The FTA through Public Clarification VATP001 has laid down the principles that the businesses can use to determine if the VAT should be due on compensation payments.
In order for an obligation to charge VAT to arise, there must be a supply of goods or services. If any payment does not relate to a supply of goods or services then the payment is not subject to VAT.
The question of whether or not a payment is consideration for a supply is the matter of fact. Typically, this requires the taxpayer to consider the underlying arrangements that give rise to the payment in order to determine whether the payee has provided anything in return for the payment.
As part of business arrangements, businesses will often make payments to compensate each other for any loss, omissions or other wrongdoings.
The following are several examples in which a payment may or may not be made in exchange of a good or service.
These are few examples it does not cover all types of payments that might be made in such situations, but give an example of principles that should be used in determining whether VAT should be due on compensation-type payments.
1 – A contractual payment to compensate for loss
An example of such a compensatory payment are “liquidated damages”. Liquidated damages are amounts that was predetermined by parties to an agreement during the formation of the agreement for compensate the injured party upon a specific breach For example,
– Terminating a contract,
– Late performance
The purpose of such payments is not to provide consideration for a provision of any goods or services but to compensate any damages that have occurred. As such, the payments are outside the scope of VAT.
That does not, however, include where a contract allows a hotel guest to cancel a booking in return for a cancellation charge, as such charges are considered a cessation of a right, which are a supply of services and hence subject to VAT. This is regardless of whether the hotel room remains available to the guest or not.
2 – A payment to settle a dispute
Where a dispute is settled (e.g. in or out of court) and a payment is awarded to a party, it is necessary to consider the reason behind the payment in order to determine the VAT treatment.
– Where a payment is made to enforce a contractual term, the payment is consideration for the contractual supply to which it relates. For example, where a dispute regarding goods that supplier has already supplied but they have not received the amount in return for this supply, is settled by requiring a contractual recipient of the goods to make a payment for these goods, the payment will be consideration for the supply of the goods and therefore subject to VAT.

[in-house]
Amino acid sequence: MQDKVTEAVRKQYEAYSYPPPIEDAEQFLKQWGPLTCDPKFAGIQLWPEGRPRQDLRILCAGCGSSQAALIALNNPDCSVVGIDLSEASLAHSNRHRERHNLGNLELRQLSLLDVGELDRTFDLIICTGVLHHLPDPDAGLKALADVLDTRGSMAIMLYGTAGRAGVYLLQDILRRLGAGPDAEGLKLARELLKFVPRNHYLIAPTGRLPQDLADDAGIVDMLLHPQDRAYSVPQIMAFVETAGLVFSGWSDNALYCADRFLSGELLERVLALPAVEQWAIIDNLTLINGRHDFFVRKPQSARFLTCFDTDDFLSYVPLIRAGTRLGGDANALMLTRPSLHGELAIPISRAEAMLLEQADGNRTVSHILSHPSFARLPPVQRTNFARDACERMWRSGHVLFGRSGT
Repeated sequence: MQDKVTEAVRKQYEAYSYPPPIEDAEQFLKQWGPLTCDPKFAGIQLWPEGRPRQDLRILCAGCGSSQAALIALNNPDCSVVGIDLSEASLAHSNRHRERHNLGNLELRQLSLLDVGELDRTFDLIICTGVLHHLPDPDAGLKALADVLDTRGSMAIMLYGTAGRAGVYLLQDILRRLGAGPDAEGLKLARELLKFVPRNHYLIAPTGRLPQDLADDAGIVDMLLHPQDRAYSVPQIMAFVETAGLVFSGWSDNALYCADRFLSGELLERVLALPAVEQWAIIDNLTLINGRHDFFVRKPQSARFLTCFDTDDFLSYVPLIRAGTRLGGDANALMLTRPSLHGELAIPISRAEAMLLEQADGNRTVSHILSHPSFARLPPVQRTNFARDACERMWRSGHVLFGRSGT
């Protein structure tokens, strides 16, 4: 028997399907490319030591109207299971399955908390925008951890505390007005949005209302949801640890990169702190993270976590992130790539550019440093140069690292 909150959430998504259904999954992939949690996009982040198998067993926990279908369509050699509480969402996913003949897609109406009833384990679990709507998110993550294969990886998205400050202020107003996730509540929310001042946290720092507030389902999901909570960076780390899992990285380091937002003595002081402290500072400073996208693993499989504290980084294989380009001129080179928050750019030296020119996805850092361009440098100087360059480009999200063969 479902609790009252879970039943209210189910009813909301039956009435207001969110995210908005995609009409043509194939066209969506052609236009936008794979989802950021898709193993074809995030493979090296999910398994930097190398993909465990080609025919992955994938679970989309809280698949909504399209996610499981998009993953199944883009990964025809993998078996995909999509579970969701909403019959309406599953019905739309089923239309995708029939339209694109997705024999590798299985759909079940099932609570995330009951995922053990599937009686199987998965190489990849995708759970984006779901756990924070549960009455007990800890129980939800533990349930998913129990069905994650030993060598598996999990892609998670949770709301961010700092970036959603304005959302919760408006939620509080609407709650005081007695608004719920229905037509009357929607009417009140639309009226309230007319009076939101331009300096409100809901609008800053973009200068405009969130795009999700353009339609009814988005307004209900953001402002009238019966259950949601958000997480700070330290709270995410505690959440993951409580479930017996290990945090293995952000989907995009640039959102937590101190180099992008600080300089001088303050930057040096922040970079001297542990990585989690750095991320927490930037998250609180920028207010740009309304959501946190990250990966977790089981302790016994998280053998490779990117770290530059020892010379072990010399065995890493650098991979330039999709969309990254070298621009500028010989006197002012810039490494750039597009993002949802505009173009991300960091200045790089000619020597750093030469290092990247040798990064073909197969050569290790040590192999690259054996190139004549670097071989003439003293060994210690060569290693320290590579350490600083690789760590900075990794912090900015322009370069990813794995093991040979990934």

– Where a payment is in the nature of damages or compensation for any loss suffered by a party, the payment is not consideration for any supply and is outside the scope of VAT. for example, late payment penalty. The late payment penalty is going to be received by the service provider not in exchange of any goods or services provided, and therefore, this particular payment is outside the scope of VAT.
– Where a payment is in return for granting a right then the payment is consideration for the supply of the right and may be subject to VAT. For example, a person may agree to allow another person to use its property (including intellectual property) in return for a payment, the payment is consideration for the supply of the right to use the property.
3 – A fine or penalty
A fine or penalty charge may be imposed on people not for an exchange of goods or services, but for contravening terms of an agreement, performing an unlawful act or for breaches of statutory obligations. and by that, such payments are outside the scope of VAT.
– It is clearly mentioned in a contract between two parties who have entered into an agreement, that if any party does not perform his duty in the agreed way, or if late deliveries have taken place, or whatever kind of breaches, then a penalty shall be imposed on the same party. Such payments are clearly not made in exchange of any good or service and therefore, is outside the scope of VAT.
– A fine or penalty may be imposed by a government authority for an unlawful act – for example, a speeding fine or fine for incorrect parking imposed on a car driver, and therefore paid a penalty to the government authorities. The authorities have not provided any good or service to the car driver in that case and therefore, shall not charge VAT on the payment as it is outside the scope of VAT.
4 – Payment for damaged goods
Where a person has damaged or lost goods belonging to another person, it may be required to make a payment to compensate for the damage or loss. For example Where two parties A & B have entered into an agreement, in which A will lend a property owned by them to the B, and the B returns the property with a damage to A and it is clearly mentioned in the contract that a specific amount is to be paid by B if there is any damage in the property. In that case the amount that is to be paid by B for damaging the good is not made in return for any good or service, and therefore shall not be subjected to VAT as it is outside the scope of VAT. For example, damaging a leased car.
In considering whether a payment is consideration for a supply or is in the nature of compensation, it is important to ignore the labels or titles the parties give to a payment. For example, a description of an administrative payment as a “penalty” or a “compensation” will not prevent the nature of the payment from being consideration for a supply.